And the Grammy goes to ... - Former Islander wins award for `Slack Key Guitar"

By DeAnn Rossetti

Charles ``Chuck'' Michael Brotman grew up on Mercer Island surrounded by music and musicians.

His father, Arnold ``Arnie'' Brotman, played piano. His late mother, Barbara, played cello. His elder sister Marny played piano and his younger sister Jody was involved in dance.

``There's a photo of us, a family of five, all taking classes at Cornish (College of the Arts) together years ago,'' said Arnie. ``But one of our family traditions going way back is music. My mother's family had musicians that played in orchestras in Hollywood, and one cousin was the head of the music department at MGM, so music ran in the family.''

Charles Brotman played violin in the Mercer Crest Elementary School orchestra and picked up the guitar while attending Mercer Island Junior High School. He played in pop bands for events at Mercer Island High School and other schools in the region, such as Bellevue and Issaquah High Schools.

Charles Brotman, who now lives in Kamuela, Hawaii, won a Grammy Award for his album ``Slack Key Guitar Vol. 2'' in the new Hawaiian music category at the 47th annual Grammy Awards on Sunday, Feb. 13, at the Los Angeles Convention Center.

``Nobody else thought we were going to win, but we had a hunch that we would,'' said Brotman from his home on the big island. ``It's only been a couple of days, but my head is still spinning. It's an unreal, incredible experience. You can't plan for it, but everything just lined up and it happened.''

Brotman's album was recorded over a 10-month period and showcases the talents of 14 Hawaiian slack-key guitar musicians. The album is simple, clean instrumental music.

``It sounds trite, but all of us at Palm Records and every musician on this album feels proud to be in the same category with the others (Hawaiian musicians),'' said Brotman. ``None of the guys on this album are superstar musicians, but they've all been instrumental in shaping contemporary Hawaiian music.''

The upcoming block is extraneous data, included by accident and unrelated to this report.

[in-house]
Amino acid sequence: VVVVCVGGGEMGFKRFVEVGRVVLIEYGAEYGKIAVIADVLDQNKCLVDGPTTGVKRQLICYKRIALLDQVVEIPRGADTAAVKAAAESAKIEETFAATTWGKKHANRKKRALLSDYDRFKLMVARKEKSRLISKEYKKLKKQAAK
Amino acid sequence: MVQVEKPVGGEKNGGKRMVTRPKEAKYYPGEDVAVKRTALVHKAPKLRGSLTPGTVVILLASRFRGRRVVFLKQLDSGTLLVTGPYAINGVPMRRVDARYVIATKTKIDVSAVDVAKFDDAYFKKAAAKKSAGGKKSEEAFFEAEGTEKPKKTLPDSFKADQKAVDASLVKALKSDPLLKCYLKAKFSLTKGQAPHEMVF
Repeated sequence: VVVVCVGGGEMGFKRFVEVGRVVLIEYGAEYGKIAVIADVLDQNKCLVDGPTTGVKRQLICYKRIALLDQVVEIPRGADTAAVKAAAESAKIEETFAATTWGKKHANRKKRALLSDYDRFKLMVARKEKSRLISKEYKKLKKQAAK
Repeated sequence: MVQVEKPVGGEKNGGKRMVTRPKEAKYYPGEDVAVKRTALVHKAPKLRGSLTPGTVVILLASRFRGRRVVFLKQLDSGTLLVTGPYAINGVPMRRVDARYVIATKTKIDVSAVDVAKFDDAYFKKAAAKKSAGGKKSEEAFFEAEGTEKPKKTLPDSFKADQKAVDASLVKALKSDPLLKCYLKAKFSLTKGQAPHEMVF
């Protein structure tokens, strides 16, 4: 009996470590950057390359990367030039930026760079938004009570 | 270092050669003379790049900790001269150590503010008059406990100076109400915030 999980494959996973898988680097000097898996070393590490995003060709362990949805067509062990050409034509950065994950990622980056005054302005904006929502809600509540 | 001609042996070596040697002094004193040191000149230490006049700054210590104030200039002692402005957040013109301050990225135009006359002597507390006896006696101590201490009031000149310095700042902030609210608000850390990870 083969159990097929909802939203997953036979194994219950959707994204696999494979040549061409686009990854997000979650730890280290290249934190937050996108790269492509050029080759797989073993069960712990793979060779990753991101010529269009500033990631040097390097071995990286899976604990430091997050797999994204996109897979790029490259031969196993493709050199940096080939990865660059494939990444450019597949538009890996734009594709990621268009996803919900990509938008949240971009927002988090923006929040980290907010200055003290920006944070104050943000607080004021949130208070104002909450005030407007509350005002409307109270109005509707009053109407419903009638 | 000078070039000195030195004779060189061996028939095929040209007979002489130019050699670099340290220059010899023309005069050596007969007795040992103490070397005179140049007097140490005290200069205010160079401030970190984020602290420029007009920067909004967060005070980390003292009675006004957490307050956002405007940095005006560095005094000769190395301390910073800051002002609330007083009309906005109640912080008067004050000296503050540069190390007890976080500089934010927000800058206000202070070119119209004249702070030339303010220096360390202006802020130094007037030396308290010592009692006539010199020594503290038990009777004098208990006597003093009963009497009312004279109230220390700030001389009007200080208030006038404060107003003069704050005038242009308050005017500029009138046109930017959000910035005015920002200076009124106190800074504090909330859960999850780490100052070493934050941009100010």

Slack key is a form of traditional Hawaiian music that was brought to the Hawaiian islands by Spanish cowboys in the late 1800s. Native musicians devised the slack key to accompany the hula dance. Guitar strings were loosened to allow musicians to play bass and melody at the same time.

``It's natural, organic guitar playing, with 10 different guitarists each playing by themselves with no overdubs,'' said Brotman. ``It's a beautiful, ethereal sound, as the slackened keys gives the music a different resonance, tone and color.''

Brotman's sister Jody, who helped him co-found their record label, said: ``Since we co-founded the Palm Records label together, it's really thrilling to win this award. It's a musician's dream to win the Grammy, and the best part for me was to go through the whole process with my big brother. It's quite an honor, and a humbling experience -- I've never received so many phone calls in my life!''

In his awards speech, Brotman said the first Grammy for Hawaiian music was long overdue. He will receive a commemoration from Hawaii's governor, Linda Lingle, in front of the legislature in March. Lingle is in Washington, D.C., this week and will give President Bush and his cabinet a copy of Brotman's album. A tour with the album's artists to Japan, the United States and Europe is also forthcoming.

A 1971 Mercer Island High School graduate, Brotman was president of his graduating class, and received his bachelor's degree in music from Evergreen State College and his master's in music from the University of Hawaii.

Brotman became involved with slack key guitar when he was given some albums 30 years ago while studying guitar at Cornish College of the Arts. He moved to Hawaii in 1976 after house-sitting for a friend and falling in love with the music and beauty of Hawaii.

He taught classical guitar and lute at the University of Hawaii for nine years, and performed with a classical trio in Honolulu during that time. Brotman met and married Joan, the daughter of the university president. The couple have three children.

When Brotman founded Palm Records six years ago with Jody built a state-of-the-art recording studio called Lava Tracks, which is where he currently composes and records music for his label. Other music artists have come from as far away as Japan to use his studio, and recently Wayne Newton dropped by for a visit.

Jody and her brother flipped a coin to see who would be the president and who would be the vice president of the company. ``I'm the VP,'' she said. ``I run the company, and he (Charles) is the musician, so he spends his time producing, recording, composing and performing.''

``We're always working on several projects simultaneously,'' said Brotman. ``Now we're working on a new CD for Kohala, an acoustic guitar trio, and we're going to start work right away on `Slack Key Guitar Volume 3.'''

Brotman said that slack key guitar music is popular in Japan and in America on public radio and jazz stations.

``I think the appeal is the nature of the instrument,'' Brotman said. ``The solo guitar has a very intimate sound.''

Palm Records started with a few albums and has added three to four albums a year until it currently has 20 CDs in its catalog. Slack Key Guitar Volume 2 is available through Palm Records web site,

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